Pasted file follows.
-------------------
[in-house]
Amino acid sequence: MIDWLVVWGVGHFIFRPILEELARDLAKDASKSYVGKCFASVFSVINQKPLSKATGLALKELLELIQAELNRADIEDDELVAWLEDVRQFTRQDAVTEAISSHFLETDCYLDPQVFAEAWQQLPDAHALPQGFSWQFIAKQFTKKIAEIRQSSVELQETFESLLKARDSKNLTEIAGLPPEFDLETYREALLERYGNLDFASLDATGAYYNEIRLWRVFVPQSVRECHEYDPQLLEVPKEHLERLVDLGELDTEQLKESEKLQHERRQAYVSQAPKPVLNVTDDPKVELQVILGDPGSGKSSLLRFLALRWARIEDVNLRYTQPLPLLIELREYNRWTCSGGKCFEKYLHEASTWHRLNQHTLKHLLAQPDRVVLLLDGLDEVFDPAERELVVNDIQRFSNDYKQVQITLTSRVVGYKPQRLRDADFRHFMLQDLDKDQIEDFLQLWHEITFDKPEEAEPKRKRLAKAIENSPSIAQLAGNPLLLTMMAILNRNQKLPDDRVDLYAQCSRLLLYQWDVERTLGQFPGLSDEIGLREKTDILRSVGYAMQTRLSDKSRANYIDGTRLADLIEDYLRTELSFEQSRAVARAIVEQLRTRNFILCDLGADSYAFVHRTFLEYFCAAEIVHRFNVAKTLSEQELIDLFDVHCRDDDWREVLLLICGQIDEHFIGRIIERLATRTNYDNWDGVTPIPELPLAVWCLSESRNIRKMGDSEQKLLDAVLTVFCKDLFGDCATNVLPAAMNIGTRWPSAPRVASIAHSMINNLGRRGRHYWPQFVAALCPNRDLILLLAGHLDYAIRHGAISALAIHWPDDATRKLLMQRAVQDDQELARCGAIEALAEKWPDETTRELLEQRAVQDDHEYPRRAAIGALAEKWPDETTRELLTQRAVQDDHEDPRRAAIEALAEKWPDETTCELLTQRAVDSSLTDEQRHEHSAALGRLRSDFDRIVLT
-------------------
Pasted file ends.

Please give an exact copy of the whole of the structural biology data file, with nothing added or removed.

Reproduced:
[in-house]
Amino acid sequence: MIDWLVVWGVGHFIFRPILEELARDLAKDASKSYVGKCFASVFSVINQKPLSKATGLALKELLELIQAELNRADIEDDELVAWLEDVRQFTRQDAVTEAISSHFLETDCYLDPQVFAEAWQQLPDAHALPQGFSWQFIAKQFTKKIAEIRQSSVELQETFESLLKARDSKNLTEIAGLPPEFDLETYREALLERYGNLDFASLDATGAYYNEIRLWRVFVPQSVRECHEYDPQLLEVPKEHLERLVDLGELDTEQLKESEKLQHERRQAYVSQAPKPVLNVTDDPKVELQVILGDPGSGKSSLLRFLALRWARIEDVNLRYTQPLPLLIELREYNRWTCSGGKCFEKYLHEASTWHRLNQHTLKHLLAQPDRVVLLLDGLDEVFDPAERELVVNDIQRFSNDYKQVQITLTSRVVGYKPQRLRDADFRHFMLQDLDKDQIEDFLQLWHEITFDKPEEAEPKRKRLAKAIENSPSIAQLAGNPLLLTMMAILNRNQKLPDDRVDLYAQCSRLLLYQWDVERTLGQFPGLSDEIGLREKTDILRSVGYAMQTRLSDKSRANYIDGTRLADLIEDYLRTELSFEQSRAVARAIVEQLRTRNFILCDLGADSYAFVHRTFLEYFCAAEIVHRFNVAKTLSEQELIDLFDVHCRDDDWREVLLLICGQIDEHFIGRIIERLATRTNYDNWDGVTPIPELPLAVWCLSESRNIRKMGDSEQKLLDAVLTVFCKDLFGDCATNVLPAAMNIGTRWPSAPRVASIAHSMINNLGRRGRHYWPQFVAALCPNRDLILLLAGHLDYAIRHGAISALAIHWPDDATRKLLMQRAVQDDQELARCGAIEALAEKWPDETTRELLEQRAVQDDHEYPRRAAIGALAEKWPDETTRELLTQRAVQDDHEDPRRAAIEALAEKWPDETTCELLTQRAVDSSLTDEQRHEHSAALGRLRSDFDRIVLT